I’m currently reading Pride of Baghdad, written by Brian K Vaughan and with artwork by Niko Henrichon. It’s a thought-provoking story about freedom and oppression, using the device of having a pride of lions escape from Baghdad Zoo during an American bombing raid. Inspired by a true story, it’s received lavish praise which it thoroughly deserves.
Initially, I discounted graphic novels as being glorified comics. Then, I noticed that the film The Road to Perdition, starring Tom Hanks, was based on a graphic novel. I enjoyed reading it and saw how the moody, gloomy artwork inspired the noir look of the movie. This made sense, as film-makers have long used storyboards to lay out the plot in a visual form.
I’ve gone on to read many more graphic novels. I tend to avoid superheroes in lurex bodysuits, though the Brian K Vaughan’s anarchic Runawaysgang are fun—imagine having supervillains for parents, who neglected you and whose evil plans you tried to thwart.
Instead, I look for graphic novels telling tales of real life. Will Eisner, Harvey Pekar, Alison Bechdel, Robert Crumb, his wife Aline Kominsky-Crumb and Daniel Clowes all have something to say about the human condition.
In the fantasy genre, I lovedKrampus: The Yule Lord, by Brom, which admittedly is more prose than pictures, but the artwork is astonishing and who could resist a story where Father Christmas is the villain?
I’ve just requested The Arab of the Futureby Riad Satouff from my local library, which might help explain the political turmoil of the Arab world to me better than any news report. Graphic novels can be effective in tackling politics, as the stunning Persepolis, by Marjane Satrapi, showed about Iran during the Islamic revolution.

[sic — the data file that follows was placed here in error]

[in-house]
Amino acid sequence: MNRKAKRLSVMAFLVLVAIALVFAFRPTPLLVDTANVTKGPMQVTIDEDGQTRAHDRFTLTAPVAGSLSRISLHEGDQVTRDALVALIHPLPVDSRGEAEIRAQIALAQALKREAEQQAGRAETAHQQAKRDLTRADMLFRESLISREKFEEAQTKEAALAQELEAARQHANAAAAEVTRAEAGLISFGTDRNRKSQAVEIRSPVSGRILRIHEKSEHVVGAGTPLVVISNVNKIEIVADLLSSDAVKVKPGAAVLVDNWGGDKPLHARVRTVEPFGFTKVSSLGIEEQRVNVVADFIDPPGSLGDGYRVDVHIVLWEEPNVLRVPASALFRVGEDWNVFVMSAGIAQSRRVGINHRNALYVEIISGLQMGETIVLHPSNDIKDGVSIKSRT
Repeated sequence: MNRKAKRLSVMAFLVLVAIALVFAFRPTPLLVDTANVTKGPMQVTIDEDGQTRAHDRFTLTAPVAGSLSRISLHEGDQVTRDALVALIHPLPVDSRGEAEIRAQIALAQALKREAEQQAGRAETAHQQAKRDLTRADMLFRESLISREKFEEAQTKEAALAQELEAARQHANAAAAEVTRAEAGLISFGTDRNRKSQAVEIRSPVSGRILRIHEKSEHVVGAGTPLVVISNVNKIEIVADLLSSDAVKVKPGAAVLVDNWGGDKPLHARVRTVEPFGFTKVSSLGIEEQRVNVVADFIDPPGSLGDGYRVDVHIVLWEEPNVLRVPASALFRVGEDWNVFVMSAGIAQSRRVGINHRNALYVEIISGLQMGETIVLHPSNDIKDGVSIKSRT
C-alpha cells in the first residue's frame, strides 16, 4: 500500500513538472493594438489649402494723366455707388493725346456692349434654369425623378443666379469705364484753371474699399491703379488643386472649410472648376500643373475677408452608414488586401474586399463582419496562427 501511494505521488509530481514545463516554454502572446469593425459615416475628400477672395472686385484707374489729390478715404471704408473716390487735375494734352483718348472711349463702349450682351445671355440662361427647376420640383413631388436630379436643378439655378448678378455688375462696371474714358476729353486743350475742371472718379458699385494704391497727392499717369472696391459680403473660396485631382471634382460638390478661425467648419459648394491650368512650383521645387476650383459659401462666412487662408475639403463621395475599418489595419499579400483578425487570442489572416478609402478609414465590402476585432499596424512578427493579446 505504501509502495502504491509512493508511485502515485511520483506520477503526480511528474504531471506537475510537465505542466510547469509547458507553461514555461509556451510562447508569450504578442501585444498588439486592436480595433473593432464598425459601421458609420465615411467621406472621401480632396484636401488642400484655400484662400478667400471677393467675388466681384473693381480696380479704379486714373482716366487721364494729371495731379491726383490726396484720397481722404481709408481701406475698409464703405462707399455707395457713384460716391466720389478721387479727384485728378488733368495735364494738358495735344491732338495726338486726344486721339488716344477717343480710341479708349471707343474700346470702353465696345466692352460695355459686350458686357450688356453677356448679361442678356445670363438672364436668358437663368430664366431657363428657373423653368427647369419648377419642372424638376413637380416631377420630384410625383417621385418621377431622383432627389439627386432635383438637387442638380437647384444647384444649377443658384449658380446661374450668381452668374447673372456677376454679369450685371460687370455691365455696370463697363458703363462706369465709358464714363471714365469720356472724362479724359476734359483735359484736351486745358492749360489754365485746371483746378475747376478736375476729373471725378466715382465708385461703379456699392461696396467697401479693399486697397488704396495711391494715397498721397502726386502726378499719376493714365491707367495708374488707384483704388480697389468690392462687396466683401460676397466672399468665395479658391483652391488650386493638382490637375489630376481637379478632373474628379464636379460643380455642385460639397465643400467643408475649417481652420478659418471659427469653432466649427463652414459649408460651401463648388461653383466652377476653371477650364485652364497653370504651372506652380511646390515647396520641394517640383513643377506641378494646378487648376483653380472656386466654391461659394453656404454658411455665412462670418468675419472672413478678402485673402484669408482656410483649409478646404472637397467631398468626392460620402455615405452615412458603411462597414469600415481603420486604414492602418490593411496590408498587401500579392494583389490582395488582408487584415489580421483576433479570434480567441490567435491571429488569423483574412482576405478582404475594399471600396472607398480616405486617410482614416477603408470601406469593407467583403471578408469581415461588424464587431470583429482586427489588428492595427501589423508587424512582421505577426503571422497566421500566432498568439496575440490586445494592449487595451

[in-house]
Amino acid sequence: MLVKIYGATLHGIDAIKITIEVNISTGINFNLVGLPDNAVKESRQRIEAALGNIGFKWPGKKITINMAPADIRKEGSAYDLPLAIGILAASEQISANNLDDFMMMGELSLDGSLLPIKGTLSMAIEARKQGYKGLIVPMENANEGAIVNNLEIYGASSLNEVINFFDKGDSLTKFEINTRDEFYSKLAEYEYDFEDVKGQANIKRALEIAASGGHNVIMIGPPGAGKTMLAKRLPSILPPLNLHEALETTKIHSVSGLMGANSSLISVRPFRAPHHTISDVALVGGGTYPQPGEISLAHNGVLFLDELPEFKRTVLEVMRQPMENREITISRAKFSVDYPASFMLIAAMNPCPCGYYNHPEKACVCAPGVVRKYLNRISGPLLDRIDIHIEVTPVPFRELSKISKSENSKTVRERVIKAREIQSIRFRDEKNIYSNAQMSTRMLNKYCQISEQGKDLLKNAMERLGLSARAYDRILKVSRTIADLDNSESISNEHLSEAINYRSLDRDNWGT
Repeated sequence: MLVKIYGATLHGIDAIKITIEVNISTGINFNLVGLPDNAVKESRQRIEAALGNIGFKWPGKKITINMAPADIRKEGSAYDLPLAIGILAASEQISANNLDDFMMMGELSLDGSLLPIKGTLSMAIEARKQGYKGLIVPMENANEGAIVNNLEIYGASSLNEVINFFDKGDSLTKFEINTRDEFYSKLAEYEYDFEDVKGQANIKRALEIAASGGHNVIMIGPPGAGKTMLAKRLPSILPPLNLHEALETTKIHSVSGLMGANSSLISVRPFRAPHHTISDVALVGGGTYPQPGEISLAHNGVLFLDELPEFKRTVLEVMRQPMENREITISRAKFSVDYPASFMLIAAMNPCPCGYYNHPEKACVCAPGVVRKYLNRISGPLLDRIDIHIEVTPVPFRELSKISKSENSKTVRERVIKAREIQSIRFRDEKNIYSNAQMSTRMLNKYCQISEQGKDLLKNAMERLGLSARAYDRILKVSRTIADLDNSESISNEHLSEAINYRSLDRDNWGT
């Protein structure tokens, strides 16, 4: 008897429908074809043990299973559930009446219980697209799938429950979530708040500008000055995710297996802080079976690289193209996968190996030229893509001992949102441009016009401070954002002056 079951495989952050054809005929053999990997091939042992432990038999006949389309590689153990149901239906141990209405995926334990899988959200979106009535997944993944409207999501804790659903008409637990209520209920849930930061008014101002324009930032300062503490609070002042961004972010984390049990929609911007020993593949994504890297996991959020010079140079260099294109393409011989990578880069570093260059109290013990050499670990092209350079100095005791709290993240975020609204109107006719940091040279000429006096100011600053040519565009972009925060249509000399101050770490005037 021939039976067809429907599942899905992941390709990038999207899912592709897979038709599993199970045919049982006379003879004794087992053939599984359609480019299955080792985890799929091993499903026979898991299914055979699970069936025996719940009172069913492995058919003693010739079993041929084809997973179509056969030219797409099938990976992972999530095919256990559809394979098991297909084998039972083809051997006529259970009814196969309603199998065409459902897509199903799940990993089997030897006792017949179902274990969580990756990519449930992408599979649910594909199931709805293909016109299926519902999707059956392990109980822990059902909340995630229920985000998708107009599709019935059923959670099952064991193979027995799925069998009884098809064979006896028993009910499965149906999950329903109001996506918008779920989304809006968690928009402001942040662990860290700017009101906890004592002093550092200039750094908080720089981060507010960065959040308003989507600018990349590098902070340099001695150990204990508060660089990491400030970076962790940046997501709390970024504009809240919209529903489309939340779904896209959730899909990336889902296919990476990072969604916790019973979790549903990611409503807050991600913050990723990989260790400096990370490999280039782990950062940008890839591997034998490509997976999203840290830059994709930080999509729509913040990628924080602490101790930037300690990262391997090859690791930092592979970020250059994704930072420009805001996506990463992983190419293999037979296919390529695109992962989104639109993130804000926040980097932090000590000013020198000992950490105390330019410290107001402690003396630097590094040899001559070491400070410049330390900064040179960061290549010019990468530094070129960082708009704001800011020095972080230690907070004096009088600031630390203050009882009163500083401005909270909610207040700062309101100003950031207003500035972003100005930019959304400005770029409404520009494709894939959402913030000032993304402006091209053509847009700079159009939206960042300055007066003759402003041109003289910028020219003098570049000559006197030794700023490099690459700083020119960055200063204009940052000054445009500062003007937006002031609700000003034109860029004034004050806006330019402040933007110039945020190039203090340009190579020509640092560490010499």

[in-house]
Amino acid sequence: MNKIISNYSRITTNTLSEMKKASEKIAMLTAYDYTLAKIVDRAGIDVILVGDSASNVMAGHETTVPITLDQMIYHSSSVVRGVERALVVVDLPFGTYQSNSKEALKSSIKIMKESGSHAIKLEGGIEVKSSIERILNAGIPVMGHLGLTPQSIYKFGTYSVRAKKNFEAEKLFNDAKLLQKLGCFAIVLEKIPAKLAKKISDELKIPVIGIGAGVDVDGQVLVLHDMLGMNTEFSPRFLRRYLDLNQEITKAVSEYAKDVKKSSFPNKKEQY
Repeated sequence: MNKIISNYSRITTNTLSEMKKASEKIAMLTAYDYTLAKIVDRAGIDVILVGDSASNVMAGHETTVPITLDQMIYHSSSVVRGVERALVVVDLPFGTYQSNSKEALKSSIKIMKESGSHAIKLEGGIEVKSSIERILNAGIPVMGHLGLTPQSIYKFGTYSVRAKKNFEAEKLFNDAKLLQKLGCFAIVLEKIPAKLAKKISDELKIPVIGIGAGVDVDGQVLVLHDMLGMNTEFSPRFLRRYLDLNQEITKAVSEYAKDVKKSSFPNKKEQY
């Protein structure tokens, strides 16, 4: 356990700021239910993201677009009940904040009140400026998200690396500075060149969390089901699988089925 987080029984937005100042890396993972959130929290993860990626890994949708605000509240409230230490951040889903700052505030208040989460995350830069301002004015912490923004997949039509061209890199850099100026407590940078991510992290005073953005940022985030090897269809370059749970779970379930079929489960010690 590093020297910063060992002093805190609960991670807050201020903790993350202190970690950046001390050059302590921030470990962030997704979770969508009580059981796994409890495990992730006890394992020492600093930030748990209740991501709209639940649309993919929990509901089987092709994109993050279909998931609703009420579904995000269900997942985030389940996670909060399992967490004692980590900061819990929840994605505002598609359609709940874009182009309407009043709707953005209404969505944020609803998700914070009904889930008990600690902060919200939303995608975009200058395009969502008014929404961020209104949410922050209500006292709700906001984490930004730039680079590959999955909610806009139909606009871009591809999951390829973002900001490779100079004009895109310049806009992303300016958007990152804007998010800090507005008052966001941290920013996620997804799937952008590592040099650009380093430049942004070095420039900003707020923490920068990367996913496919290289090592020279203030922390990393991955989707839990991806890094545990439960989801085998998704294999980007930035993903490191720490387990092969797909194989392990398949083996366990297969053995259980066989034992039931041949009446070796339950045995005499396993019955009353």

Literary classics have been turned into graphic novels too: I recently read Poe’s short story The Fall of the House of Usherand I liked the graphic novel version of Jane Eyre.
I’d argue that anyone raised in the 20th-century is so immersed in moving images, that it’s impossible for them to read or write a book without picturing the action as a film. In a way, we’re all cameras, recording what we see every day in our memories, but the proliferation of smartphones means that snaps and videos have become an interface—one that doesn’t necessarily aid an understanding of events—it captures a moment but obscures context.
I first became aware of the power of graphic novels when I readThe Road to Perdition, written by Max Alan Collins, after noticing that the 2002 Hollywood movie adaptation had been based upon it.
In the last few years, I’ve borrowed about 100 graphic novels from my local library. I’m fairly averse to superheroes in Lycra bodysuits, constantly fretting about practicalities…like how do they go to the loo. One unexpected boon of graphic novels is as a reminder of, or an introduction to, classic novels.
Another graphic representation of a story is through storyboarding a film project, a technique that’s been around since the 1930s, with key scenes drawn resembling the illustrations of a comic. Seeing illustrations of action yet to be filmed helps set designers, cameramen, sound and lighting technicians and the director to plan what’s needed.